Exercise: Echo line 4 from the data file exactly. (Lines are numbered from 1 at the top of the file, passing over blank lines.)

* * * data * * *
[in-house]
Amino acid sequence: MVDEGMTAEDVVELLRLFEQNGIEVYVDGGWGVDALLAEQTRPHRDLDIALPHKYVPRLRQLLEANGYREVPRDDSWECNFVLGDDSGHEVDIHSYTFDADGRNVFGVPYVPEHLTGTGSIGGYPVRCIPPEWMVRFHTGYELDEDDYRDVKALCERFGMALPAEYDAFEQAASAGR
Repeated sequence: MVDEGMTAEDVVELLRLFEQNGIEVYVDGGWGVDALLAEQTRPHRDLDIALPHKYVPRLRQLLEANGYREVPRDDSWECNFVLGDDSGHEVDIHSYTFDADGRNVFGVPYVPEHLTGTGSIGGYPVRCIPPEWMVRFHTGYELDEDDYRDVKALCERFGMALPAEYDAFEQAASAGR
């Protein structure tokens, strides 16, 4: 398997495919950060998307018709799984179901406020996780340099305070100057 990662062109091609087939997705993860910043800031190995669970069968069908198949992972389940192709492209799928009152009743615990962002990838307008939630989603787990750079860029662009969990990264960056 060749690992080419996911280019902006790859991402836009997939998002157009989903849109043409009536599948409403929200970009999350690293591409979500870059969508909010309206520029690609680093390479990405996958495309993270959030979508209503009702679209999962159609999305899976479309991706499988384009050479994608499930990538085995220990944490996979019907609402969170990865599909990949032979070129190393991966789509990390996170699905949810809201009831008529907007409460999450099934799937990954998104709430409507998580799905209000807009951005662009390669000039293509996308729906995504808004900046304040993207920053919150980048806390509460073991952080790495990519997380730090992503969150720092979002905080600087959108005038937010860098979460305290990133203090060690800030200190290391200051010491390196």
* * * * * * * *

């Protein structure tokens, strides 16, 4: 398997495919950060998307018709799984179901406020996780340099305070100057 990662062109091609087939997705993860910043800031190995669970069968069908198949992972389940192709492209799928009152009743615990962002990838307008939630989603787990750079860029662009969990990264960056 060749690992080419996911280019902006790859991402836009997939998002157009989903849109043409009536599948409403929200970009999350690293591409979500870059969508909010309206520029690609680093390479990405996958495309993270959030979508209503009702679209999962159609999305899976479309991706499988384009050479994608499930990538085995220990944490996979019907609402969170990865599909990949032979070129190393991966789509990390996170699905949810809201009831008529907007409460999450099934799937990954998104709430409507998580799905209000807009951005662009390669000039293509996308729906995504808004900046304040993207920053919150980048806390509460073991952080790495990519997380730090992503969150720092979002905080600087959108005038937010860098979460305290990133203090060690800030200190290391200051010491390196």